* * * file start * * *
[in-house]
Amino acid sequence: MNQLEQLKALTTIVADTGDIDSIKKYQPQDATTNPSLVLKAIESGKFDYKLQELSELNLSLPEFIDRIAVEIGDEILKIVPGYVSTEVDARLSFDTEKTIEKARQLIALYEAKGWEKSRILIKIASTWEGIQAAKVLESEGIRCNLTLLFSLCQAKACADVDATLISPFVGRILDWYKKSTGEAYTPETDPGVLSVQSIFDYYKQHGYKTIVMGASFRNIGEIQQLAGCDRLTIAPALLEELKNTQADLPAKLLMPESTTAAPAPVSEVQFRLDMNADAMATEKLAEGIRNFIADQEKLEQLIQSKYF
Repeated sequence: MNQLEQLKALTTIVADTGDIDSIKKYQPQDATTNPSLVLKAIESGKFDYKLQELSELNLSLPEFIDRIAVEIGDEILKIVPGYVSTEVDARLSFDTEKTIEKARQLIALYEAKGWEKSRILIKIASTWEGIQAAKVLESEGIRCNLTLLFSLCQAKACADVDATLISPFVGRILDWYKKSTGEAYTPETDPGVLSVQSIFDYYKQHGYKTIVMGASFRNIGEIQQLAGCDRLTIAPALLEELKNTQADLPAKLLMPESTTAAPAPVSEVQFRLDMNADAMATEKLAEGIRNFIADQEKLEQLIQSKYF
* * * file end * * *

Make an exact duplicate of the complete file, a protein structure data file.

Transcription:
[in-house]
Amino acid sequence: MNQLEQLKALTTIVADTGDIDSIKKYQPQDATTNPSLVLKAIESGKFDYKLQELSELNLSLPEFIDRIAVEIGDEILKIVPGYVSTEVDARLSFDTEKTIEKARQLIALYEAKGWEKSRILIKIASTWEGIQAAKVLESEGIRCNLTLLFSLCQAKACADVDATLISPFVGRILDWYKKSTGEAYTPETDPGVLSVQSIFDYYKQHGYKTIVMGASFRNIGEIQQLAGCDRLTIAPALLEELKNTQADLPAKLLMPESTTAAPAPVSEVQFRLDMNADAMATEKLAEGIRNFIADQEKLEQLIQSKYF
Repeated sequence: MNQLEQLKALTTIVADTGDIDSIKKYQPQDATTNPSLVLKAIESGKFDYKLQELSELNLSLPEFIDRIAVEIGDEILKIVPGYVSTEVDARLSFDTEKTIEKARQLIALYEAKGWEKSRILIKIASTWEGIQAAKVLESEGIRCNLTLLFSLCQAKACADVDATLISPFVGRILDWYKKSTGEAYTPETDPGVLSVQSIFDYYKQHGYKTIVMGASFRNIGEIQQLAGCDRLTIAPALLEELKNTQADLPAKLLMPESTTAAPAPVSEVQFRLDMNADAMATEKLAEGIRNFIADQEKLEQLIQSKYF